Anatomy of a Violin

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If you are planning to take violin lessons, then you must familiarize yourself with the instrument. Today we will dissect a violin for you and help you understand different parts that are there in a violin, this will make it easier for you to learn how to play the instrument.

  1. The scroll

Scroll is at the top of the violin which is attached to the neck. It is also known as the head. Generally, it is carved in a spiral shape, but sometimes some scrolls may be carved into an animal’s head as well. It is primarily decorative and doesn’t affect the sound of the instrument. Carving of the scroll tells a lot about the quality of the instrument.

  1. Pegbox and Pegs

Pegbox is located just beneath the scroll leading into the neck. Pegs are situated on this peg box therefore the peg box has spaces and holes in it. These are also called tuning pegs. Strings are attached to each peg, therefore there are four pegs as there are four strings in a violin. Turning pegs can either loosen or tighten the strings.

  1. The neck

Neck is the long wooden piece that is attached to the body and it supports the strings on the violin. It also supports the fingerboard on a violin, which is another very important part of the instrument.

  1. The Fingerboard

Fingerboard is a smooth surface, painted black and is right beneath the instrument’s strings. It is attached to the neck of the violin. The fingerboard extends over the belly of the violin. However, it doesn’t touch the belly of the violin. When the violinist presses the strings down onto its surface, it changes the pitch of the instrument.

  1. The body

The body of the violin is the most important part of the violin. It is made up of wood, has a belly or a top plate and a bottom or a backplate. The ribs, which are located on the sides of the instrument, connect the belly and the bottom of the violin. Hence, body is a home to several important parts in a violin.

  1. Nut

The nut has several roles to play in a violin. It connects the pegbox to the fingerboard, controls the height of the strings and keeps them off of the fingerboard. It also makes sure that the strings are correctly spaced.

  1. F-holes or the sound holes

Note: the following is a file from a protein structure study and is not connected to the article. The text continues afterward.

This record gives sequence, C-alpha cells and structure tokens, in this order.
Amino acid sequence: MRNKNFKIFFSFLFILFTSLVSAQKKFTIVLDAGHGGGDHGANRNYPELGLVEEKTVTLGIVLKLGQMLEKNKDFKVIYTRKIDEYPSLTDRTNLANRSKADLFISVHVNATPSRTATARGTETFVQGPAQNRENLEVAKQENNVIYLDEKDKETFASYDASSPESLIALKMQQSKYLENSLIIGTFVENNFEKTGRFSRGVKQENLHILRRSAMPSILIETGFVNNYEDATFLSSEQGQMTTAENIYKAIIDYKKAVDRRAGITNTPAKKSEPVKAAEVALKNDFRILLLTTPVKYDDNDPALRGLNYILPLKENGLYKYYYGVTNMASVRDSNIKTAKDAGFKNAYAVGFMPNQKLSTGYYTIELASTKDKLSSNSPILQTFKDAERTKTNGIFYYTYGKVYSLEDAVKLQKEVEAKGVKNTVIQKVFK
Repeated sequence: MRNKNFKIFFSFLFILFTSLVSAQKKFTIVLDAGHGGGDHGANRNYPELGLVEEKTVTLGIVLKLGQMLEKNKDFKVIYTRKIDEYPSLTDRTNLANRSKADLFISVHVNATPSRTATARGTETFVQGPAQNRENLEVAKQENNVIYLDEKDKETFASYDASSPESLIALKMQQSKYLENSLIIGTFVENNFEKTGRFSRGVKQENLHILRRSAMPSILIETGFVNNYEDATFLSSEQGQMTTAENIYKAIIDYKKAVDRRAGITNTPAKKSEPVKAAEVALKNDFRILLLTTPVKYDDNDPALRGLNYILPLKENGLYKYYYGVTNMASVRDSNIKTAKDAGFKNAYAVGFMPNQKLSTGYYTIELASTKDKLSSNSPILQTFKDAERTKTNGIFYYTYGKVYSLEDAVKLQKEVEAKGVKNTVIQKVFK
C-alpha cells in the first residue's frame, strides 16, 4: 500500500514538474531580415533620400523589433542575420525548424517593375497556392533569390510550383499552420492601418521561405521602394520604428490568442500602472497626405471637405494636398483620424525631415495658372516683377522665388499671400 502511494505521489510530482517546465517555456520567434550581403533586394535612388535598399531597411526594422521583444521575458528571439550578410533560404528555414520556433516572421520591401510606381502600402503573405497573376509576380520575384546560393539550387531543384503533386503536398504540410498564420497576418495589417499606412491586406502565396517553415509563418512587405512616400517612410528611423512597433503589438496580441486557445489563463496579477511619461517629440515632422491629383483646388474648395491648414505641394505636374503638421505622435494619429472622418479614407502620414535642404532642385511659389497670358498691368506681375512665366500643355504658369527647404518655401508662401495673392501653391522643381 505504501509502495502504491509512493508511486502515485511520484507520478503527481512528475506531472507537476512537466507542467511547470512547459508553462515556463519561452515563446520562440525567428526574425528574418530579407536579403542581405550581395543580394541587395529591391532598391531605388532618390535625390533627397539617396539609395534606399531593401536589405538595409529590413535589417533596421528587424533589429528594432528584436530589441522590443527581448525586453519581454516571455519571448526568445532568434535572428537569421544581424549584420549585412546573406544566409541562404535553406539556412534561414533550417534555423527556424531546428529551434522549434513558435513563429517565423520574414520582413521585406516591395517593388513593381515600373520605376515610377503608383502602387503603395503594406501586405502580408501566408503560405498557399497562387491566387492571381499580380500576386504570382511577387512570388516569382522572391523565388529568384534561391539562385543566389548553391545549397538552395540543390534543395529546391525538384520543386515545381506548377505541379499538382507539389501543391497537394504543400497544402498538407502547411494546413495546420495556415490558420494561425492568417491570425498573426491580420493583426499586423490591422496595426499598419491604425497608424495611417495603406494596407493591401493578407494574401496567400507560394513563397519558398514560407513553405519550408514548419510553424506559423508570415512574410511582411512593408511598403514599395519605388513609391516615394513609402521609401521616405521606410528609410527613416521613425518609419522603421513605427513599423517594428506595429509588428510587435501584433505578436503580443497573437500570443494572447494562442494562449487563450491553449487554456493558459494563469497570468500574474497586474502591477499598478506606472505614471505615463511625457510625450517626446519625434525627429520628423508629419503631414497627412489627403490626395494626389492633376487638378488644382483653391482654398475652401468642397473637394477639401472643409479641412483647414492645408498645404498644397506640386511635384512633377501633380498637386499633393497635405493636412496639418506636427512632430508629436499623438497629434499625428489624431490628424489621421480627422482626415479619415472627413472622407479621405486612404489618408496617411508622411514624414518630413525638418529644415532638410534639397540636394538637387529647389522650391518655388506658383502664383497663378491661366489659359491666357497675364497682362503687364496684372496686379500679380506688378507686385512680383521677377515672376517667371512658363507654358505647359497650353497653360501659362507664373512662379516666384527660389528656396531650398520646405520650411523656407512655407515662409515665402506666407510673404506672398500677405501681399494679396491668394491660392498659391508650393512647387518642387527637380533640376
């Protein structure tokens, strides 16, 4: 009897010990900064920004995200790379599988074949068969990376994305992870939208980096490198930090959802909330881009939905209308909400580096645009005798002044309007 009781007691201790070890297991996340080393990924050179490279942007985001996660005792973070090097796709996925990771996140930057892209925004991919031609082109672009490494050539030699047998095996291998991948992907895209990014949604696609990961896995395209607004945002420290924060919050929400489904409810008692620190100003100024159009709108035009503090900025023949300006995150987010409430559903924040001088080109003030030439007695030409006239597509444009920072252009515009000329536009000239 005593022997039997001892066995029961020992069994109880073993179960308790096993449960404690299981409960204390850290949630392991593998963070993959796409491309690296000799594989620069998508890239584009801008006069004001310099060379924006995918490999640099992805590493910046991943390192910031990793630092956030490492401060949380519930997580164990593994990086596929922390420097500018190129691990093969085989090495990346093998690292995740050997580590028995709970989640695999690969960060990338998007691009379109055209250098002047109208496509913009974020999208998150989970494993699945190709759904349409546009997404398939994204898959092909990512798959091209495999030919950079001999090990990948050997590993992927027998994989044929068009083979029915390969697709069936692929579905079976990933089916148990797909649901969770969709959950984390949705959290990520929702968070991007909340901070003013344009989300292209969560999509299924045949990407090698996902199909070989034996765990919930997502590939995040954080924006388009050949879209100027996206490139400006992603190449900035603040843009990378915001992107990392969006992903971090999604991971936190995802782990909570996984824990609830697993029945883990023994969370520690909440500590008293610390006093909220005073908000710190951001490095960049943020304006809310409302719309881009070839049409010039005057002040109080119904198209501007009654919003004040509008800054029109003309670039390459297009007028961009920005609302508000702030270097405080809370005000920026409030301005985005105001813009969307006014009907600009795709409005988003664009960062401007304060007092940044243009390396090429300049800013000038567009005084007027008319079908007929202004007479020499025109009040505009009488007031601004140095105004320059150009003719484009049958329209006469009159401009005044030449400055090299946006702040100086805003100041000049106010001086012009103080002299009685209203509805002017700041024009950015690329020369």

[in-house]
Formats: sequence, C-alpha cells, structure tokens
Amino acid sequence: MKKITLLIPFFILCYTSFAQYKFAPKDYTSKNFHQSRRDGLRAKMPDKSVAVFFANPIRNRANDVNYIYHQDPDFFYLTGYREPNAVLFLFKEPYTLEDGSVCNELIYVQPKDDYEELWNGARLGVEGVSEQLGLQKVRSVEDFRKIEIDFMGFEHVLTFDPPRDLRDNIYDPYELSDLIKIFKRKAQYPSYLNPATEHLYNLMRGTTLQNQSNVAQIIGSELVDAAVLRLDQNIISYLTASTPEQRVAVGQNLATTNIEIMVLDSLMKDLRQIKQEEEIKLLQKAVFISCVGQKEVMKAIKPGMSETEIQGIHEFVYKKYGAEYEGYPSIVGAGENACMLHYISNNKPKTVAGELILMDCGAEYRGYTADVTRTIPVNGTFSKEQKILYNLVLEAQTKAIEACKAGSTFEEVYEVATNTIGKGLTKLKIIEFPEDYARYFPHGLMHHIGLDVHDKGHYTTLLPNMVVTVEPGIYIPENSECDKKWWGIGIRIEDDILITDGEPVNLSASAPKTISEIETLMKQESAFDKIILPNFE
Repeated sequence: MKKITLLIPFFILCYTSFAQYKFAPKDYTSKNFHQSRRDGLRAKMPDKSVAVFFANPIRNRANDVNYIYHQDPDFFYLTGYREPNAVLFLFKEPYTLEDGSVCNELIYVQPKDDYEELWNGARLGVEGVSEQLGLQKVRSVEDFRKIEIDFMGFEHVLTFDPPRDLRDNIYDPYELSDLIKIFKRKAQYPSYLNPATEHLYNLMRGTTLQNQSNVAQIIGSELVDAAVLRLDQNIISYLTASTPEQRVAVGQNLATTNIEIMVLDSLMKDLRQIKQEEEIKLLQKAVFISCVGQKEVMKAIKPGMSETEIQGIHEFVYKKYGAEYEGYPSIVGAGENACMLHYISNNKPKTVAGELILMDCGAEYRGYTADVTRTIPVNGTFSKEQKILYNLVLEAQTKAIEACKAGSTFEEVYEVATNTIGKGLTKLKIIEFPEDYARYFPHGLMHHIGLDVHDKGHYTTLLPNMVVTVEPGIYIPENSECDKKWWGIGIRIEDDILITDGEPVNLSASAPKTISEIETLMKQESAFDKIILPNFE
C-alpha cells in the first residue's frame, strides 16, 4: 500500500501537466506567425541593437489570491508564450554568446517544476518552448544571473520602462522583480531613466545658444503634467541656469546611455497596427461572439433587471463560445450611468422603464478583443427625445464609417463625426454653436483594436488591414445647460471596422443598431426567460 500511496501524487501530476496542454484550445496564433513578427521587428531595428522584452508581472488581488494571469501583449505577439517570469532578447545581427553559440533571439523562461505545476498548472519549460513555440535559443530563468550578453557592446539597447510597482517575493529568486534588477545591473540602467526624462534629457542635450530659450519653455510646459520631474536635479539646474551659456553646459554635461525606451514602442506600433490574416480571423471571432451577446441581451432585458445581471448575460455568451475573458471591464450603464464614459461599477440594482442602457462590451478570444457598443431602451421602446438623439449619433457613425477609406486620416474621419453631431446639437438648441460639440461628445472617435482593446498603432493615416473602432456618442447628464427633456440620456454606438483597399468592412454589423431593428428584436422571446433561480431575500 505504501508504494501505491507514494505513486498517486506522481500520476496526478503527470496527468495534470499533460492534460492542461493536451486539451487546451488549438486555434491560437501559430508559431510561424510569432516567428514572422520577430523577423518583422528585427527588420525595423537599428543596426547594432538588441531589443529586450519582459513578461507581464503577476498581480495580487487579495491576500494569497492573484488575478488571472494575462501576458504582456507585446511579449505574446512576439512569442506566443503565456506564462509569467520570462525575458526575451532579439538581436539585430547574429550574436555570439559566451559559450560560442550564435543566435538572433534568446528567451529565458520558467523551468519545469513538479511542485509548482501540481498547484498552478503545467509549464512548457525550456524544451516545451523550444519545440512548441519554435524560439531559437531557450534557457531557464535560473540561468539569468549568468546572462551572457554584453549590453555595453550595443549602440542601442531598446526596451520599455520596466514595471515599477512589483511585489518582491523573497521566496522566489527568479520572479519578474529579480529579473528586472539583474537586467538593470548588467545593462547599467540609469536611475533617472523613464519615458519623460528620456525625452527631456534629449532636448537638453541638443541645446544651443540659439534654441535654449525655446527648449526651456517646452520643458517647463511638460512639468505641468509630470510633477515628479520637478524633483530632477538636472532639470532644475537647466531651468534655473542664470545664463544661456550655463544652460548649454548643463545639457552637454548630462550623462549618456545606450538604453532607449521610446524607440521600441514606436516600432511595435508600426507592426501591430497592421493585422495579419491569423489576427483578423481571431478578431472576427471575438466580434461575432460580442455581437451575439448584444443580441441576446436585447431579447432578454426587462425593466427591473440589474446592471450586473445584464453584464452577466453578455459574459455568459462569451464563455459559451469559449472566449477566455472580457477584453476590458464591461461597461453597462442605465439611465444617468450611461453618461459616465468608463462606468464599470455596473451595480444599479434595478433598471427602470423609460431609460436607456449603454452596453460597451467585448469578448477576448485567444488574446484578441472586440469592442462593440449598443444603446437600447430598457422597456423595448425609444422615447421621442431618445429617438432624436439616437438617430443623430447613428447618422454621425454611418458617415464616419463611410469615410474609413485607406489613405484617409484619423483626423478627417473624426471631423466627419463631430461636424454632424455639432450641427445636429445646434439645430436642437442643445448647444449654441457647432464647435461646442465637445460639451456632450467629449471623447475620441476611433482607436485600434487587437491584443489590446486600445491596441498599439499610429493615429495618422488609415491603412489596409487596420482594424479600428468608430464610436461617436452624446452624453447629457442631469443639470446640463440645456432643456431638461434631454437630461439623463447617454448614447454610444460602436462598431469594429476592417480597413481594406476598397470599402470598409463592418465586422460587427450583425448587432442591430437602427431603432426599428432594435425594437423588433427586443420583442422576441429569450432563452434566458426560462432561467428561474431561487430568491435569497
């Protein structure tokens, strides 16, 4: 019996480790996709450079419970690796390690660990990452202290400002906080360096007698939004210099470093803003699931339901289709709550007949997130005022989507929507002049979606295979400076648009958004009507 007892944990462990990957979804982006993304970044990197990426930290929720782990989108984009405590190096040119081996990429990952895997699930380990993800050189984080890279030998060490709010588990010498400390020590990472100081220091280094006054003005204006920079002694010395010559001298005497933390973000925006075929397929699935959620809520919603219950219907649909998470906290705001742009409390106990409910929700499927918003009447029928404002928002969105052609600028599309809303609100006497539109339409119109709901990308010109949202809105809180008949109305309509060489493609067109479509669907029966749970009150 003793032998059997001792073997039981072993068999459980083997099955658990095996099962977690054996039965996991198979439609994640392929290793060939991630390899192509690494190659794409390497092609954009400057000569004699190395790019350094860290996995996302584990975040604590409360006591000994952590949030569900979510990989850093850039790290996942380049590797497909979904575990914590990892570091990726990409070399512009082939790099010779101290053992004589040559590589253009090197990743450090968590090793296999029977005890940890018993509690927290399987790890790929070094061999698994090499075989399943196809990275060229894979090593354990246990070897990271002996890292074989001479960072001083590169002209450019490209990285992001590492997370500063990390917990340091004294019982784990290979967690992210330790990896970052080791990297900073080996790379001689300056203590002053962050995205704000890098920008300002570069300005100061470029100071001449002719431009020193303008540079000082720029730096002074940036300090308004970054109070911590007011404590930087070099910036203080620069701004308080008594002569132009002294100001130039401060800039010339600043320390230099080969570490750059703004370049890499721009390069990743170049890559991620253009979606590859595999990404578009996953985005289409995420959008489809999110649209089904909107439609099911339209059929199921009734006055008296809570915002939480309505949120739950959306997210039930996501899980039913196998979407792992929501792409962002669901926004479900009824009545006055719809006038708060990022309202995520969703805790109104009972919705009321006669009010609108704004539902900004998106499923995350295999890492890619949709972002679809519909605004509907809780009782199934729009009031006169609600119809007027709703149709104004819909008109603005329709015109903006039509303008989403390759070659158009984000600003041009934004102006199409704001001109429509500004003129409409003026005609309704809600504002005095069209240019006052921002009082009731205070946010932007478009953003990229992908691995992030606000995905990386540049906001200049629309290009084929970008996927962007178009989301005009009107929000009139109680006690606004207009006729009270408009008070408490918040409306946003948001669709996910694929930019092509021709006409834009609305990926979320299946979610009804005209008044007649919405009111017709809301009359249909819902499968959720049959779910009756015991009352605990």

On the belly of violin, there are two f-shaped openings, known as the F-holes. They are of significance as they help with the projection of sound waves.

  1. Strings

There are four strings on the violin. They are stretched over the instrument’s body. Sound is created by engaging with these strings. These strings are made of catgut, which is actually sheep intestines. This is the traditional method of making violin strings. Today these strings are also made with metal and synthetic.

  1. Bridge

The bridge is located near the middle of the instrument between the sound holes or the f-holes. This bridge supports the strings of the violin. The bridge could be flatter or more curved depending upon the sound you want to produce.

  1. Soundpost

The sound post is located inside the instrument’s body and under the violin’s bridge. It provides support to violin against pressure.

  1. Chin rest

Violinists often rests their chin on the chin rest to support the instrument. The player holds one end of the violin by the chin and uses his hand freely to play the instrument. The chin rest is located at the bottom of the instrument and is at a place where the player can easily rest his/her chin. The chin rest comes in various sizes and types.

  1. Tailpiece

It is the area which secures the strings from the bottom end in a violin.

  1. The bow

The bow is used to play the violin. It is made of wood and might have a metal core. Attached to this stick there are bow hairs, they might be horsehair or synthetic hair. The hair is the part which actually comes in contact with the strings. The bow also has a frog which is the heel of the bow from where the violinist holds it. At the end of the frog there is a screw which is used to tighten the bow hair.

This is all what a violin comprises of. It is a pretty complicated instrument, but its elegance is unmatched. If you are planning to buy a violin or take violin lessons, then you should keep in mind the entire anatomy of violin. It will help you buy a better instrument and you will be able to reap maximum benefits out of your violin lessons since you’ll already have an idea about the functioning of the instrument.